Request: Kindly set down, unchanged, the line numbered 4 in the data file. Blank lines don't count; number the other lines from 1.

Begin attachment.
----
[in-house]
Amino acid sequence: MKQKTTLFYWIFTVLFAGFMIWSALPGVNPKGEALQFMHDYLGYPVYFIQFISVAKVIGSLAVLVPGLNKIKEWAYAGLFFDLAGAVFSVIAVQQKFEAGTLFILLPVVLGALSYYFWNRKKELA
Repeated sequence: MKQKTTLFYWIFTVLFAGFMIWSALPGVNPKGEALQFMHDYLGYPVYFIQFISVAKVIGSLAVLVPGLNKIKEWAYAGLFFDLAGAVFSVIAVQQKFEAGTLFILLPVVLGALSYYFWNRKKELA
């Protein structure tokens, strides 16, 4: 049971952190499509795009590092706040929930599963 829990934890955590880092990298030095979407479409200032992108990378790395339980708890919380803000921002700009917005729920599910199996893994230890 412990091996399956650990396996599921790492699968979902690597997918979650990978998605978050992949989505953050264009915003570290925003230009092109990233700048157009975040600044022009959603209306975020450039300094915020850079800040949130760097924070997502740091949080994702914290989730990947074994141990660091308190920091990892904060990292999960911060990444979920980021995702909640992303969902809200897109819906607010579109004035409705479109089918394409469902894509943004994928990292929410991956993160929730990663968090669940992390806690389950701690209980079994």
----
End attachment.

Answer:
């Protein structure tokens, strides 16, 4: 049971952190499509795009590092706040929930599963 829990934890955590880092990298030095979407479409200032992108990378790395339980708890919380803000921002700009917005729920599910199996893994230890 412990091996399956650990396996599921790492699968979902690597997918979650990978998605978050992949989505953050264009915003570290925003230009092109990233700048157009975040600044022009959603209306975020450039300094915020850079800040949130760097924070997502740091949080994702914290989730990947074994141990660091308190920091990892904060990292999960911060990444979920980021995702909640992303969902809200897109819906607010579109004035409705479109089918394409469902894509943004994928990292929410991956993160929730990663968090669940992390806690389950701690209980079994």